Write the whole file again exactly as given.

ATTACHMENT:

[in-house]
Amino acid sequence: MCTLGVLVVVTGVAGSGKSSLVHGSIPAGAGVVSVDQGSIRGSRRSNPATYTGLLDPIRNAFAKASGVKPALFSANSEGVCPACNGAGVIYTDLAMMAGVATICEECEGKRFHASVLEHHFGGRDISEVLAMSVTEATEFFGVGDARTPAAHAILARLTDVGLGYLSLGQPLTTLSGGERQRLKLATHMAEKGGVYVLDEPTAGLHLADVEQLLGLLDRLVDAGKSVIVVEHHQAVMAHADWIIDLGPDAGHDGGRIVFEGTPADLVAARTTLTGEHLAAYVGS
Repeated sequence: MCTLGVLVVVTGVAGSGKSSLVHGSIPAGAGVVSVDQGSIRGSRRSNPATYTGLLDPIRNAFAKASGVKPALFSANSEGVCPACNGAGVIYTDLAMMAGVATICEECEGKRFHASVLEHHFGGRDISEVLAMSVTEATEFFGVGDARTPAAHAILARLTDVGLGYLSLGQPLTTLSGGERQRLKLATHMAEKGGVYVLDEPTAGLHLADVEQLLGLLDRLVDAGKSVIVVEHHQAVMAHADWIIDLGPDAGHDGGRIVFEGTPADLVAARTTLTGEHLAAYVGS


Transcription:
[in-house]
Amino acid sequence: MCTLGVLVVVTGVAGSGKSSLVHGSIPAGAGVVSVDQGSIRGSRRSNPATYTGLLDPIRNAFAKASGVKPALFSANSEGVCPACNGAGVIYTDLAMMAGVATICEECEGKRFHASVLEHHFGGRDISEVLAMSVTEATEFFGVGDARTPAAHAILARLTDVGLGYLSLGQPLTTLSGGERQRLKLATHMAEKGGVYVLDEPTAGLHLADVEQLLGLLDRLVDAGKSVIVVEHHQAVMAHADWIIDLGPDAGHDGGRIVFEGTPADLVAARTTLTGEHLAAYVGS
Repeated sequence: MCTLGVLVVVTGVAGSGKSSLVHGSIPAGAGVVSVDQGSIRGSRRSNPATYTGLLDPIRNAFAKASGVKPALFSANSEGVCPACNGAGVIYTDLAMMAGVATICEECEGKRFHASVLEHHFGGRDISEVLAMSVTEATEFFGVGDARTPAAHAILARLTDVGLGYLSLGQPLTTLSGGERQRLKLATHMAEKGGVYVLDEPTAGLHLADVEQLLGLLDRLVDAGKSVIVVEHHQAVMAHADWIIDLGPDAGHDGGRIVFEGTPADLVAARTTLTGEHLAAYVGS